Of Columcille and Pope Gregory

The Holy Ghost, depicted as a dove (columba), inspiring Pope St. Gregory the Great's dictation of the Gregorian Chant, Antiphonary of Hartker of the monastery of Saint Gall (Cod. Sang. 390, p. 13).
The Holy Ghost, depicted as a dove (columba), inspiring Pope St. Gregory the Great’s dictation of the Gregorian Chant, Antiphonary of Hartker of the monastery of Saint Gall (Cod. Sang. 390, p. 13).

Brandubh was killed on the morrow, and demons carried off his soul into the air. And Maedhog [abbot of Ferns] heard the wail of his soul as it was undergoing pain, while he was with the reapers. And he went into the air, and began to battle with the demons. And they passed over Hy; and Columkille heard them while he was writing; and he stuck the style [graib, graphium] into his cloak, and went to the battle to the aid of Maedhog, in defence of Brandubh’s soul. And the battle passed over Rome, and the style fell out of Columkille s cloak, and dropped in front of Gregory, who took it up in his hand. Columkille followed the soul of Brandubh to heaven. When he reached it, the congregation of heaven were at Celebration, namely, Te decet hymnus, and Benedic anima mea, and Laudate pueri Dominum; and this is the beginning of the Celebration of heaven. Columbkille did the same as the people of heaven. And they brought Brandubh’s soul back to his body again. Columbkille tarried with Gregory; and brought away Gregory’s brooch [dealc] with him, and it is the hereditary brooch [delg aidechta, literally testamentary brooch, being an heirloom in Hy, as the clog an eadhachta, or testamentary boll, was in Armagh] of the coarb of Columkille to this day. And he left his style with Gregory. “

Lib. Lecan, fol. 183 a., quoted in Reeves’ Life of St. Columba, 1874.

The legend is transferred from the Irish original in Manus O’Donnell’s Life:

By reason of that curse and of the promise that Columcille had made them that whoever misprized them, he would cut off his life, it befell that Brandubh came not further into Leth Cuinn, and in that same hosting was slain, and devils bare his soul up into the air with them, and they were tormenting it there.

And in that time Maedhog was with the reapers that were cutting corn for him. And he heard the cry of the soul in torment, and by the power of God he went up into the air after the demons. And he was battling with them for the soul of Brandubh.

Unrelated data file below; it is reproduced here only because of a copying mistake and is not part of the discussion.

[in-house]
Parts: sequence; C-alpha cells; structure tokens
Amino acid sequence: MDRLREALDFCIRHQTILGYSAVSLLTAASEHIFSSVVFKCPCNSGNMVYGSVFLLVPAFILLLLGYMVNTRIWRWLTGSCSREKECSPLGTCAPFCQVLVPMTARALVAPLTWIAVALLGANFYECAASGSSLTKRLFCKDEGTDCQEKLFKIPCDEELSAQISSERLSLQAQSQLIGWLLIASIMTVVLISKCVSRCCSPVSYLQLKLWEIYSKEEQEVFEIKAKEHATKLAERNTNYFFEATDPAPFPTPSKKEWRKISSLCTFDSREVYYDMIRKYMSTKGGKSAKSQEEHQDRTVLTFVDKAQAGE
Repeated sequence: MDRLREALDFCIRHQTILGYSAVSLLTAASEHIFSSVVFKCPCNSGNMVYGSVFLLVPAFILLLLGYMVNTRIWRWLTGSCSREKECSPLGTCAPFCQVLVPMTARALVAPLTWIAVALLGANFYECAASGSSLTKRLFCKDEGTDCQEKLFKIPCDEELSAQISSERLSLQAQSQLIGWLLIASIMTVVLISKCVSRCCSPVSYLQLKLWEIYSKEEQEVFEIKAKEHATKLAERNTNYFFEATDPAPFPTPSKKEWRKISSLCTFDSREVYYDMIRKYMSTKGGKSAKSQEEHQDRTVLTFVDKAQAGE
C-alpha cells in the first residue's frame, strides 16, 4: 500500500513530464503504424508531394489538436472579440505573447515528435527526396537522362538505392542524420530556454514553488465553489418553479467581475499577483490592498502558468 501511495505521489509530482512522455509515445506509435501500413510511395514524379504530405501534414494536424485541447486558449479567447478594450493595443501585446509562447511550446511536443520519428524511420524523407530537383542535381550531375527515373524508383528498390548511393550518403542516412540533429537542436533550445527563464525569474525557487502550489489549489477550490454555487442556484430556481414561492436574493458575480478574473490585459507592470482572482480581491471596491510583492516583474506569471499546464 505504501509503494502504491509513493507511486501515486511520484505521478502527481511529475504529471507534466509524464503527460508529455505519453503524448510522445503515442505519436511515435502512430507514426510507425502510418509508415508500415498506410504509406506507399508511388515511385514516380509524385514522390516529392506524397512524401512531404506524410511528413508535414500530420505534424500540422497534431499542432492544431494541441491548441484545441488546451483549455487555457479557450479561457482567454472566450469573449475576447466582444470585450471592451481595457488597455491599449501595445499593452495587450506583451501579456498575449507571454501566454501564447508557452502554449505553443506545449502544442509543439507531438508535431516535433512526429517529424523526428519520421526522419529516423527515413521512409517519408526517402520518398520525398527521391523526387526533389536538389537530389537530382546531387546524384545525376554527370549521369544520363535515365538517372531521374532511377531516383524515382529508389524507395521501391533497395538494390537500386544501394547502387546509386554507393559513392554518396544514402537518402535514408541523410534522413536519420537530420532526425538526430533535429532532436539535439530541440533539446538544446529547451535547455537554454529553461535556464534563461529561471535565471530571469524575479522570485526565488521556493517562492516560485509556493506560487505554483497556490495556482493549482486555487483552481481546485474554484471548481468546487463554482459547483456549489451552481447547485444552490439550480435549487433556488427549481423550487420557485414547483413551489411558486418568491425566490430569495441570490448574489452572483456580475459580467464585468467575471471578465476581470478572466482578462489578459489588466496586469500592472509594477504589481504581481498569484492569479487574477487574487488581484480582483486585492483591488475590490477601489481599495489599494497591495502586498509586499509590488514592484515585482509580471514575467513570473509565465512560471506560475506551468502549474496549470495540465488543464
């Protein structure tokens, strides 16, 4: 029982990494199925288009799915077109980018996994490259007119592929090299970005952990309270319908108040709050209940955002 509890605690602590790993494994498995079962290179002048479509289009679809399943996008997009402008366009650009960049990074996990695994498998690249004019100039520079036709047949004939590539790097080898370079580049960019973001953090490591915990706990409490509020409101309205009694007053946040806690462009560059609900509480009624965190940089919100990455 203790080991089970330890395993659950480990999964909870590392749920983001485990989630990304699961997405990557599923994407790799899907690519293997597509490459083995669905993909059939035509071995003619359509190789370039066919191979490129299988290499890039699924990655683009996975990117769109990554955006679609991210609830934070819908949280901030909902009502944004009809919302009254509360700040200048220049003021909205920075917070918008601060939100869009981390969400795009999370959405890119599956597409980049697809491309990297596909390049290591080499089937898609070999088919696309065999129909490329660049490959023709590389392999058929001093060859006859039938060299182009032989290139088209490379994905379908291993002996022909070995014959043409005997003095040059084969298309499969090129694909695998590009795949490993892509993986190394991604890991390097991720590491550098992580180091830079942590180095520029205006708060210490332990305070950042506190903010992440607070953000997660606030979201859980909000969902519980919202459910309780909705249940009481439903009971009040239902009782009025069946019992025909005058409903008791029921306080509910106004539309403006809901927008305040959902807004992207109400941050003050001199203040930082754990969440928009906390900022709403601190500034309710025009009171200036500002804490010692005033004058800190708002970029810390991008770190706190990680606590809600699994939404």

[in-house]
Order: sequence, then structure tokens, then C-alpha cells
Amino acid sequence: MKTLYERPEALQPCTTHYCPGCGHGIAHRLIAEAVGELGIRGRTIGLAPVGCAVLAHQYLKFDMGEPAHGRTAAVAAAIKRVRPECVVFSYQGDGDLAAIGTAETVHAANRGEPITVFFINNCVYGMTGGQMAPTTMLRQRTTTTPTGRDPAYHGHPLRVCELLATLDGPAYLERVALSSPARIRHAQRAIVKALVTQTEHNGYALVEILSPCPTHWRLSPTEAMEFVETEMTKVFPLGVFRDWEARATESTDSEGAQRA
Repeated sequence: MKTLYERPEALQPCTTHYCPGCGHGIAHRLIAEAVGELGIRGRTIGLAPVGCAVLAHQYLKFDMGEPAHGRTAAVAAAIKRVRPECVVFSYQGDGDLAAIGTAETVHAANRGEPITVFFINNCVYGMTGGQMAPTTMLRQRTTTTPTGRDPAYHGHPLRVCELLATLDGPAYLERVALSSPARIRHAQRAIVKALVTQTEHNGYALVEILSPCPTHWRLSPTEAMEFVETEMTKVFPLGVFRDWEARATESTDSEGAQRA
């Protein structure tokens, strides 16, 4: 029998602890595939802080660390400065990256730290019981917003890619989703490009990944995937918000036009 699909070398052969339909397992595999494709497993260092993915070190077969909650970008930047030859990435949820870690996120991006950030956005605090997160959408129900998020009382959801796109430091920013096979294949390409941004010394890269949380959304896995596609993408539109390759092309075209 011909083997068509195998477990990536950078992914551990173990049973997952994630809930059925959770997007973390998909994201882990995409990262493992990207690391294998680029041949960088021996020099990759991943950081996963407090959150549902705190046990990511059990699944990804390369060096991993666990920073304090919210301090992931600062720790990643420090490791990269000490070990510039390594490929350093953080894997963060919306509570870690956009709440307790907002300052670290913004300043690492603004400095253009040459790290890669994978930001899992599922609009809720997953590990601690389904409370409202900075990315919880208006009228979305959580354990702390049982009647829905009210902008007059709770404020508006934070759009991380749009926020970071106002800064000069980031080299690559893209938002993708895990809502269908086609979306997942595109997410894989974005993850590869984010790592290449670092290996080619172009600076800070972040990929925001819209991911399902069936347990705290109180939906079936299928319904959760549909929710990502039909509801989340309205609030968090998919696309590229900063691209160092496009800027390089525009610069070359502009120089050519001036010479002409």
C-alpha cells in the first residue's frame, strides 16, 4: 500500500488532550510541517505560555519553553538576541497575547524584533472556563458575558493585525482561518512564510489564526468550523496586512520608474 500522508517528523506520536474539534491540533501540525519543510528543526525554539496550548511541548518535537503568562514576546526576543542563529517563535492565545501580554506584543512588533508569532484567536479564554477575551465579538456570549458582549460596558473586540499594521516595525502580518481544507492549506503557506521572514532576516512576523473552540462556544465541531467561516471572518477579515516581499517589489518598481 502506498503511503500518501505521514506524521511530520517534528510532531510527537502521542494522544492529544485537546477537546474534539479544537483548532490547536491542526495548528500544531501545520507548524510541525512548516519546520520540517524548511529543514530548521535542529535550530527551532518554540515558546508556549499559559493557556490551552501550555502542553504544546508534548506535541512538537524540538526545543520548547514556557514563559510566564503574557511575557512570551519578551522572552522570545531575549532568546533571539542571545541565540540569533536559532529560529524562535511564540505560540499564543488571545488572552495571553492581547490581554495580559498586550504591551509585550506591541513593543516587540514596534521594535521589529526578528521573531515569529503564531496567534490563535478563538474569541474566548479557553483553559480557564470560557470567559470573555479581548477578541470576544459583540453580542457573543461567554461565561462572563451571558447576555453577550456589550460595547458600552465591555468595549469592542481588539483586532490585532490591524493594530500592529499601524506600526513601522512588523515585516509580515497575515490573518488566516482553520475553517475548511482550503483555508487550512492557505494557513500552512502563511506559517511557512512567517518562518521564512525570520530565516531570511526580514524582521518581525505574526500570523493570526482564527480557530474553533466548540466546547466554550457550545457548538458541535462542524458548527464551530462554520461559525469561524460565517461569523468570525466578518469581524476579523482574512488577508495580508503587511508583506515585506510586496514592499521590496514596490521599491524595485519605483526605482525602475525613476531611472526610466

And they came above Iona of Columcille in Alba. Columcille was writing at that time, and an angel of God revealed the thing to him. And he grieved for the soul in torment, albeit he it was himself that had obtained from God that the life of Brandubh should be cut off because he had not taken the counsel of the holy men of his household forementioned touching the making of peace with Leth Cuinn. And he fastened his cloak with his brooch, and leaped into the air to aid Maedhog to save the soul of Brandubh from the demons. And they were struggling thus until they came above Rome. The brooch of Columcille fell out of his mantle, and dropped to the ground before Pope Gregory. Gregory lifted it and recognized it. Soon the devils rose passing high into the air, fleeing before Columcille. Columcille followed them and went higher above into the ether, so that he heard the singing of the heavenly household. And these were the first words of the psalms they were singing in praise of the Lord: “Te decet u.,” and “Benedic a. m.,” and “Laudate pueri.

And Columcille caused his holy men and monks to recite them at the beginning of their office and singing from that time on. And Columcille obtained from God that the soul of Brandubh, that was all that time in torment from the demons, should be restored to his body again, and that he should repent of his crime, and be a good servant to God and to Columcille thenceforth, and should receive the sacrament from the hands of Maedhog Ferna in the hour of his death as he had promised him.

Columcille went to Gregory for his brooch. But the Pope kept it for himself and left his own brooch to Columcille afterward. And right marvelous were to Gregory the height of gifts, and the wealth of graces, and the multitude of miracles that God granted Columcille to do in that time. And afterward Columcille went back to Iona, and there he left that brooch of Pope Gregory’s to his successor in Iona in witness and in sign of these great miracles.

— Betha Colaim Chille, 219.

Curator: Christian Clay Columba Campbell

Christian Clay Columba Campbell is a Roman Catholic of the Anglican Use. As Senior Warden of the Cathedral of the Incarnation (Orlando, FL), he organised the process by which the parish accepted the Apostolic Constitution Anglicanorum coetibus, petitioning to join the Catholic Church. The Anglican Cathedral is now the Church of the Incarnation in the Personal Ordinariate of the Chair of St. Peter. Personal queries should be directed to me at eccentricbliss dot com.

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